Alcohol labelling, Marathon mortgages, Dementia care
Improving alcohol labelling. Why mortgages are lasting longer. Improving the quality of life of people with dementia.
The alcohol industry hasn't updated health guidelines on labels, three years after they were updated and the recommended weekly intake was cut to 14 units for both men and women. A BBC Panorama investigation found only 14 out of 100 alcoholic products carried that information. The Portman Group which regulates the industry says it has until September to make the changes and discussions about how to best communicate the guidance are ongoing. The charity, Drinkaware, which isn't part of the Portman Group, is also working to help the industry improve labelling.
Mortgages that last beyond the traditional 25 years are becoming more usual and some loans now stretch to 30, 35 and even 40 years. The Building Society Association says 47 percent of their mortgages are now for more than 25 years, that's up from 19 percent in 2008. Paying back over a longer term means homeowners pay more interest but it does bring monthly payments down. Is it worth it? Our reporter, Jess Quayle, talks to homeowners about the types of mortgages they've taken out. We also hear from Paul Broadhead, the Head of Mortgages and Housing at the Building Society Association.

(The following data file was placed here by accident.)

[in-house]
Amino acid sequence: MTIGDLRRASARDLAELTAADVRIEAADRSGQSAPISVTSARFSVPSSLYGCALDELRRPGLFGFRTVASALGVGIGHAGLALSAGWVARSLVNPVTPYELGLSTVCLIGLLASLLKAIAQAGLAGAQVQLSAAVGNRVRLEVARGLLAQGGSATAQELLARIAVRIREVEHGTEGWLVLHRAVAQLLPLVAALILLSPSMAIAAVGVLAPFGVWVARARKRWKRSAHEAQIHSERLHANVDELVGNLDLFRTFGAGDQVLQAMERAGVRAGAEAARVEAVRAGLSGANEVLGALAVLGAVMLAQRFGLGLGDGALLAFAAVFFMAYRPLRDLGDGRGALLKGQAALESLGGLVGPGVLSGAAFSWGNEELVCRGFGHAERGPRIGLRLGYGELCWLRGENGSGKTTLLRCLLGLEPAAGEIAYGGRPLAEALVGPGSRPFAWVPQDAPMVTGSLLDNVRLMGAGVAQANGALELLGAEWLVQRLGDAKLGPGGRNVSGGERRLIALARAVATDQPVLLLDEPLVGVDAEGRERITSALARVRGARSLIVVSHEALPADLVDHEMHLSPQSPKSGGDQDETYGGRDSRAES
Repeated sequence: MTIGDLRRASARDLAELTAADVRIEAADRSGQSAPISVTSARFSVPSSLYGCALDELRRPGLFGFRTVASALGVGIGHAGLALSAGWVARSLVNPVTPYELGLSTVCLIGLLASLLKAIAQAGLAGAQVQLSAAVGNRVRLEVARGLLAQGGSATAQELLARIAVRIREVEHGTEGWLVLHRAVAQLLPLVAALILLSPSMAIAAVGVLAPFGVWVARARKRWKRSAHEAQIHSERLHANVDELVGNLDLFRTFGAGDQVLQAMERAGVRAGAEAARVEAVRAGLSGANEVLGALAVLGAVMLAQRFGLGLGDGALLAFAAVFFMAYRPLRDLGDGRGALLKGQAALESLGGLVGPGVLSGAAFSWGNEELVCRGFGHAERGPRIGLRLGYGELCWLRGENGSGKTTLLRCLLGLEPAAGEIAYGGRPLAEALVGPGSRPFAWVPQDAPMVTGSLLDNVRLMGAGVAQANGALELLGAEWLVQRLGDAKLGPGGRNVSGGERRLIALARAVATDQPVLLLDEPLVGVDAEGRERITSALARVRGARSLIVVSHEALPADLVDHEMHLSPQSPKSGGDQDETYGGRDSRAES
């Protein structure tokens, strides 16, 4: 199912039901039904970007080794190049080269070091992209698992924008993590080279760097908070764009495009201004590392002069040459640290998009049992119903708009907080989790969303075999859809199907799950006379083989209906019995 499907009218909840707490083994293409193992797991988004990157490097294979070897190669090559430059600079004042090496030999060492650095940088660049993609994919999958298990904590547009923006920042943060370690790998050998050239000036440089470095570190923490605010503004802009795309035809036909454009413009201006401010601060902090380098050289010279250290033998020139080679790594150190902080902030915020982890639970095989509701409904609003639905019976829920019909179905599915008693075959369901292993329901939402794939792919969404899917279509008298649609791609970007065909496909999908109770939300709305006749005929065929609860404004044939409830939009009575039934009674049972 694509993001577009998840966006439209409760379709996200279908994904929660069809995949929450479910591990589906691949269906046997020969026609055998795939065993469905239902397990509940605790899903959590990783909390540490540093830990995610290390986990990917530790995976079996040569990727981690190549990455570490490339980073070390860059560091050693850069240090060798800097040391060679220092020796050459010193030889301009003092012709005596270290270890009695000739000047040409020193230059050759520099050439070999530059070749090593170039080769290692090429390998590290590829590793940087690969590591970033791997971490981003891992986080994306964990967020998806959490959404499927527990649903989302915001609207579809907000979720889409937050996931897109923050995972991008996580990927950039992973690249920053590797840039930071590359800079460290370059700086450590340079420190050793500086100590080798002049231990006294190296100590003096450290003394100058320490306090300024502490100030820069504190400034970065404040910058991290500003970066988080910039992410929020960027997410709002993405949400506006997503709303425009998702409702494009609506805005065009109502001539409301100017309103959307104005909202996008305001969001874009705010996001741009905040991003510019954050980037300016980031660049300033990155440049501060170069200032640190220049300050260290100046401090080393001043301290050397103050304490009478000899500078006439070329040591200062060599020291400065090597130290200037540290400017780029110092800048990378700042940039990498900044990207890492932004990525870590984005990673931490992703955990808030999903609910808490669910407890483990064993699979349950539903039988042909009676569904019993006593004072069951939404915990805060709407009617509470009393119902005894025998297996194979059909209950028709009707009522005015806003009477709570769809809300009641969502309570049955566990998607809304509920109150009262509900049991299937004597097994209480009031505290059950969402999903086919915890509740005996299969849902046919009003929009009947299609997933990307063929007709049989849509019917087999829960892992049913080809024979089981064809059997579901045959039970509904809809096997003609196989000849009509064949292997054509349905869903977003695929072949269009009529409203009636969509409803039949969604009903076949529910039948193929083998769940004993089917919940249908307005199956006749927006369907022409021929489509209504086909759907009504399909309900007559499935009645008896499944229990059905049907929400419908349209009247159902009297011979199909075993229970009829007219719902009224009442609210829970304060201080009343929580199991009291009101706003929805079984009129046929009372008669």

Our reporter, Samantha Fenwick, investigates ways to improve the quality of life for people living with dementia. She visits Salford University which is leading research into this. There are 850,000 people in the UK living with dementia right now. This will increase to over 1 million by 2025 and over 2 million by 2051.
Presenter: Winifred Robinson
Producer: Tara Holmes